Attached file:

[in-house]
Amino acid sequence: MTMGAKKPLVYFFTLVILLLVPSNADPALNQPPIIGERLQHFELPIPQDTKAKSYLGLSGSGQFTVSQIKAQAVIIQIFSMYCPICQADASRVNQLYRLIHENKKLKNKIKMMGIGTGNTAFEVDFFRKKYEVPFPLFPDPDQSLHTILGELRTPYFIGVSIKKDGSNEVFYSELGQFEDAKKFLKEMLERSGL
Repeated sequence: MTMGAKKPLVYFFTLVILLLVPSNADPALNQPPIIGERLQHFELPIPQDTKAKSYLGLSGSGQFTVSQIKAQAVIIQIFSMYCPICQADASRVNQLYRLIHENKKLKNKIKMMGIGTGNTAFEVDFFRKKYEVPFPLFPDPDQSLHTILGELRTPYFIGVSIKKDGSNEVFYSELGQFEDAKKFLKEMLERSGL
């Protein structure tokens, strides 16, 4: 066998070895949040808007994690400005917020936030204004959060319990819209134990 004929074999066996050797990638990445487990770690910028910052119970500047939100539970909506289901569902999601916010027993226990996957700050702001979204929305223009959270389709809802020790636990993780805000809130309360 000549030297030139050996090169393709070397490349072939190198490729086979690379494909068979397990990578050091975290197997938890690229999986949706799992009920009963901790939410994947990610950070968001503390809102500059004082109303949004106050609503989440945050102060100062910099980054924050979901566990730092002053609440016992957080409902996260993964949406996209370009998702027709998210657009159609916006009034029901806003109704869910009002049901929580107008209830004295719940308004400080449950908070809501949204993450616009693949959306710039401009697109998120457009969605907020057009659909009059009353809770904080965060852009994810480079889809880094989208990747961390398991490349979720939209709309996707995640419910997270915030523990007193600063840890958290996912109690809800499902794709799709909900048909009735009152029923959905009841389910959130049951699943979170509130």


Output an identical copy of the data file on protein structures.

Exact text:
[in-house]
Amino acid sequence: MTMGAKKPLVYFFTLVILLLVPSNADPALNQPPIIGERLQHFELPIPQDTKAKSYLGLSGSGQFTVSQIKAQAVIIQIFSMYCPICQADASRVNQLYRLIHENKKLKNKIKMMGIGTGNTAFEVDFFRKKYEVPFPLFPDPDQSLHTILGELRTPYFIGVSIKKDGSNEVFYSELGQFEDAKKFLKEMLERSGL
Repeated sequence: MTMGAKKPLVYFFTLVILLLVPSNADPALNQPPIIGERLQHFELPIPQDTKAKSYLGLSGSGQFTVSQIKAQAVIIQIFSMYCPICQADASRVNQLYRLIHENKKLKNKIKMMGIGTGNTAFEVDFFRKKYEVPFPLFPDPDQSLHTILGELRTPYFIGVSIKKDGSNEVFYSELGQFEDAKKFLKEMLERSGL
């Protein structure tokens, strides 16, 4: 066998070895949040808007994690400005917020936030204004959060319990819209134990 004929074999066996050797990638990445487990770690910028910052119970500047939100539970909506289901569902999601916010027993226990996957700050702001979204929305223009959270389709809802020790636990993780805000809130309360 000549030297030139050996090169393709070397490349072939190198490729086979690379494909068979397990990578050091975290197997938890690229999986949706799992009920009963901790939410994947990610950070968001503390809102500059004082109303949004106050609503989440945050102060100062910099980054924050979901566990730092002053609440016992957080409902996260993964949406996209370009998702027709998210657009159609916006009034029901806003109704869910009002049901929580107008209830004295719940308004400080449950908070809501949204993450616009693949959306710039401009697109998120457009969605907020057009659909009059009353809770904080965060852009994810480079889809880094989208990747961390398991490349979720939209709309996707995640419910997270915030523990007193600063840890958290996912109690809800499902794709799709909900048909009735009152029923959905009841389910959130049951699943979170509130």